|Adjala-Tosorontio||Bradford-W. Gwill.||Clearview||Essa||Innisfil||New Tecumseth|
Road (Part 1) (Part 2)
|The Schools||The Early Press||The Pioneer Churches||Publications||Simcoe Main|
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Simcoe County CLICK HERE
#1 Town of Collingwood (See Clearview)
#3 Town of Wasaga Beach (See Clearview)
#4 Camp Borden
#6 New Tecumseth
#7 Bradford-West Gwillmbury
#9 City of Barrie (See Vespra)
#13 Town of Orillia (See Severn)
#18 Town of Penetanguishene (See Tiny)
#19 Town of Midland (See Tay)
BOOKS ABOUT ESSA
SETTLERS PRE 1837
A HISTORY OF ESSA WRITTEN A CENTURY AGO
Burns United Presbyterian Con 1, Lot 11 Egbert United Methodist Con 8, Lot 11 Nicholston United Presbyterian Con 4, Lot 1 St Peter's Anglican Con 2, Lot 5 West Essa Methodist Con 1, Lot 6
A CENTURY OF PROGRESS: THE CENTENNIAL REVIEW OF THE TOWNSHIP OF ESSA, 1850-1950. By Essa Township Council, Reprinted by Simcoe County Historical Society, 1999. 141 p. illus, index.
EARLY HISTORY OF IVY, by Essa Historical Society, 1997. 31 p. illus. A good collection of information about the hamlet of Ivy. Many photographs.
SETTLER Con. Lot. AGNEW, John 10 1 AALEN, William 1 11 ANNETT, John 6 2 ARNOLD, James 11 5 ARNOLD, Alexander 11 5 ARNOLD, Thomas 10 3 (E1/2) ASSIP, John 4 4 (W1/2) AYHERST, William 10 11 BATEMAN, John 11 11 BELL, S. 10 11 BELL, Wm. 10 10 BLACKSTOCK, John 11 19 (E1/2) BLACKSTOCK, William 9 18 BLACKSTOCK, Thomas 11 18 (E1/2) BLACKSTOCK, John 11 9 BRICE, John (BRYCE) 1 6 BRICE, Robert (BRYCE) 1 6 BULLOCK, James 1 5 CASSIN, James 10 13 CHAPMAN, Charles 8 7 (E1/2) COLEMAN, William 9 2 COLEMAN, Andrew 9 2 CUNNINGHAM, Wm. 9 5 DINWOODY, George 10 1 DOLEN, Michael 11 18 (W1/2) DUFF, Thomas 9 1 GILROY, Robert 8 3 HALL, William 4 7 (W1/2) HANDY, Charles 4 5 HIGHLAND, Wm. 10 10 JOHNSTON, John 4 7 KINLOR, Robert 6 2 (W1/2) LEWIS, David 11 3 (E1/2) LOWES, Daniel 11 6 MOONEY, Robert 7 8 (S1/2) MOONEY, Henry 7 3 (E1/2) MORRIS, Henry 9 7 MORROW, Hugh 9 2 McCLAIN, John 8 1 McClellan, David 2 7 McKEOWN, James 11 14 NICHOLSON, Thomas 8 6 (W1/2) ROBINSON, James -- -- ROONEY, Henry 8 2 (W1/2) ROSS, William 11 21 RUTHVEN, Alex 1 10 RUTHVEN, Robt. Sr. 1 7 RUTHVEN, Robt. Jr. 1 9 SMITH, James 4 11 SOMERVILLE, Pearce 7 8 SPEERS, James 10 12 SPEERS, Joseph 7 5 STEVENSON, Wm. 1 8 (W1/2) STRONG, John 10 5 (E1/2) STRONG, Wm. 10 5 TODD, Walter 4 3 WHITESIDE, Robt. 8 4 WILKINSON, Thomas 4 3 WILKINSON, Thomas, Jr. 4 3 WILKINSON, Arthur 3 4
SETTLER OCCUPATION ATKINSON, John Blank BALL, George (1833) Blank BRYANT, Adam Blank COLLINS, Charles Blank FULLERTON, John Blank JOHNSON, James Blank LADD..... Innkeeper LANE, Jonathan Blank MANN, William Blank OLIVER, Robert Capt. (see also Oro) SUMMERS, James ( SOMERS) Blank VANDEBURGH, Barnett Blank
The first settlement in Essa was accordingly made in the southeast corner of the township, and the three men, to whom the honour is due of making the first breach in the unbroken forest, west of Cookstown of to-day, were George Dinwoody, Thomas Duff and Samuel McClain. These three pioneers "located" lots number one, in the 10th, 9th and 8th concessions respectively, along the townline between Essa and Tecumseth. They had come from County Monaghan, Irleand, in 1825, to York (Toronto), and were related to each other by blood and marriage. Duff amd NcClain came first to view the land, and while in the forest at the place, they lay over night under a hemlock tree on the Tecumseth side of the townline.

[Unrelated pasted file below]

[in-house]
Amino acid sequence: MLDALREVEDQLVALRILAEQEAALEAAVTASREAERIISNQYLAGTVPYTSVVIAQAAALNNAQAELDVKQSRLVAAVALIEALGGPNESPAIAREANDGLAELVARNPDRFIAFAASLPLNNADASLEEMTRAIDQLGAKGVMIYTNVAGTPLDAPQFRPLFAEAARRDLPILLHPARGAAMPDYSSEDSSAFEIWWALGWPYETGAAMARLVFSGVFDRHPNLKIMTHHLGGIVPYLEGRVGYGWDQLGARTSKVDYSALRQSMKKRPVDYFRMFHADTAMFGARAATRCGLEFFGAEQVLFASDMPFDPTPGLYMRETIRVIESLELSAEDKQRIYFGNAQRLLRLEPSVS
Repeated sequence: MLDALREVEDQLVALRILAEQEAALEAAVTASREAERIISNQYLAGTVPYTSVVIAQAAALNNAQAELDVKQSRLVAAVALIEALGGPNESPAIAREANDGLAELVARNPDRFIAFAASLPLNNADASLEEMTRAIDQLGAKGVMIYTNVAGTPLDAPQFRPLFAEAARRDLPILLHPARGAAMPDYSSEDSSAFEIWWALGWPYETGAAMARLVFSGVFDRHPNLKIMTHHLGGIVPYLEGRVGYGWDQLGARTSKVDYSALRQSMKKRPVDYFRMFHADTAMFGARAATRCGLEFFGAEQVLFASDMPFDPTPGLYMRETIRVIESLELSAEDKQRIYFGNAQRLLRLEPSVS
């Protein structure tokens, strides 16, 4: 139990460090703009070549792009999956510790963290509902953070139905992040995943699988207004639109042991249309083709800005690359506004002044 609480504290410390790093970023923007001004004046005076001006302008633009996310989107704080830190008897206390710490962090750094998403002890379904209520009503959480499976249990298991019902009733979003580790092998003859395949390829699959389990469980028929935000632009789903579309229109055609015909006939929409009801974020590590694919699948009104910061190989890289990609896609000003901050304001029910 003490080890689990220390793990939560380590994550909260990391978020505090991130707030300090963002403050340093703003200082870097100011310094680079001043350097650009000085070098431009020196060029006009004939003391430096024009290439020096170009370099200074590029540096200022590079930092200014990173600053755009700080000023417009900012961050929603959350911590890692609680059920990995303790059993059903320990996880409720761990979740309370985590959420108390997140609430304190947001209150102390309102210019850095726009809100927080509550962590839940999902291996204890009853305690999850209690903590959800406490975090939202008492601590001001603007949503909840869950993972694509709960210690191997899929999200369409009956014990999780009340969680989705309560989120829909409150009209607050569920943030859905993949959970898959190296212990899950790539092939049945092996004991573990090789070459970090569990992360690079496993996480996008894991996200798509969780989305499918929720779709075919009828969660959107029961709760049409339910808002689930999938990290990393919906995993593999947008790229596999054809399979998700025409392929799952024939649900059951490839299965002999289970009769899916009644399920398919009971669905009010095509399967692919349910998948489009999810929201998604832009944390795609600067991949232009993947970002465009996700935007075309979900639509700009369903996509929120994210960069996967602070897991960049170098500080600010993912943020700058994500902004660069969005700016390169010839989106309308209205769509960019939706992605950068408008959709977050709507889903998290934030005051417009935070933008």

The removal of these settlers (at least the families of Dinwoody and Duff) took place from York (Toronto) to Essa early in the summer of the year 1826. While going to their new homes, they were obliged to make their oxen swim across the Nottawasaga River to the south of the site of Cookstown, or as the morass was called - "The Big Swamp." This swamp continued to be an obstacle to the pioneers for many years, for they had to bring supplies from Holland Landing and Newmarket; and one of their earliest enterprises consisted in cutting a trail through it, though it was still necessary to "back" their supplies across it, as it was impassable for vehicles, and remained so for a long time till a Government crossway was constructed.
These pioneers built a shanty upon the lot of Dinwoody, which they called "home," for a brief period, until further progress could be made, the two familes living together for the first winter or longer. Their nearest neighbours were those in the vicinity of Bond Head, distant fully five miles.
George Dinwoody and Thomas Duff were thus the two first actual settlers in Essa Township.
In course of time George Dinwoody prospered, and in 1843 built a brick house, which was the first brick house in Essa. Robert Dearing, of West Gwillimbury, was the bricklayer who did the work of laying the bricks and mortar of this house. Mr. Dinwoody turned out as a volunteer during the Rebellion of 1837, and was the First Lieutenant of the Essa Company. He was the first elder of the Presbyterian Church in Essa, and served this locality in other ways during his long life. He died February 23rd, 1885, aged 85 years, his wife having died July 2nd, 1884, aged 93 years. They had two sons viz., William and James. William Dinwoody was the first white child born in Essa, and when grown to manhood settled upon lot 3, concession 9, of the township. He died in 1906. James Dinwoody was born here August 29th, 1828, and still lives on the homestead on which he was born more than eighty years ago.